This where euro saws have the advantage. But since you dont have a euro saw make a 5 or 6" wide aux. flat fence out of a piece of ply wood laying flat. This way your not reaching down between your tall fence and tall guard.

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Hi.

I've got a problem with my Ryobi contractor saw in that the Riving Knife...aka RK extent about an inch above the cutting blade.

The reason for this, I think, is to hold the laser.

Now I can't cut half trough a board, otherwise the RK and laser will be in the way.

Obviously I also cannot use a table sled.

I am very reluctant to get rid of the RK, because of the safety feature it has.

Can I make myself a RK identical to the one on my saw, that is just a few millimeters shy of the top of the blade?

Or must I just use a splitter.

With a splitter I have a problem in that it do not rise or fall with the blade.

So if I use a low blade setting the splitter will be to far away from the blade.

Any thoughts?

Johan

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Charles Neil showed a alternate blade guard - I think it was on his table saw DVD, but I might be wrong. It was just a flat board with either magswitches or miter track hardware to fasten it to the table. On top was a stack of boards to get the appropriate height, and above that was a board which extended out over the blade. I guess you could use Plexiglass/Perspex if you wanted to see the blade.

In a situation like yours where you need to remove the guard because there's not enough room between the blade and the fence, this guard comes in from the other side, away from the fence, and covers the blade.

I removed my blade guard in a situation just like yours. Then I reached for an off-cut while the blade was spinning down. I was very lucky that I only got a hole in the tip of my finger - nothing got cut off. That's when I started researching alternate blade guards.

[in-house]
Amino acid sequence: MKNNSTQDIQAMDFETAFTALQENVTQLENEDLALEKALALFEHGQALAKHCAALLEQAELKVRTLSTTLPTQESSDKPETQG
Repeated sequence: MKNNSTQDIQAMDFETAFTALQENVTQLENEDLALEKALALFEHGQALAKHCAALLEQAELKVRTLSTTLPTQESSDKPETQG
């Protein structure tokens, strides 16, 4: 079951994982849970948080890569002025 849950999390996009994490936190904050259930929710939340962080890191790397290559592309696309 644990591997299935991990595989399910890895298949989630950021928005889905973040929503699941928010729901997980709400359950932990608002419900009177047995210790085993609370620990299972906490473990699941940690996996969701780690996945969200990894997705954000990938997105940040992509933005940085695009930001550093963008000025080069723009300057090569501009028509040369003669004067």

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OMG I took my Riving blade off today and mage plunge cuts with my table saw without hurting myself :o

And then I used a drill press to hog out a mortise. :o

Then I used a chisel to clean out the mortise

Then I took a bus to the pub, had nacho's and beer and now have heart burn and indegestion.... :wacko:

Hi honey I love you...give me a kiss.... :wub:

Looks like i'm on the couch tonight :(

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I didn't realize I touched on such a hot topic when I started this discussion. Sounds like I'm not alone. My saw has a riving knife, anti kickback pawls, and a two piece guard. I havn't removed anything, but the guard definitely gets in the way with smaller cuts, and really makes it difficult to se what's happening.

I'm not planning to remove anything, but really appreciate all the comments.

Thanks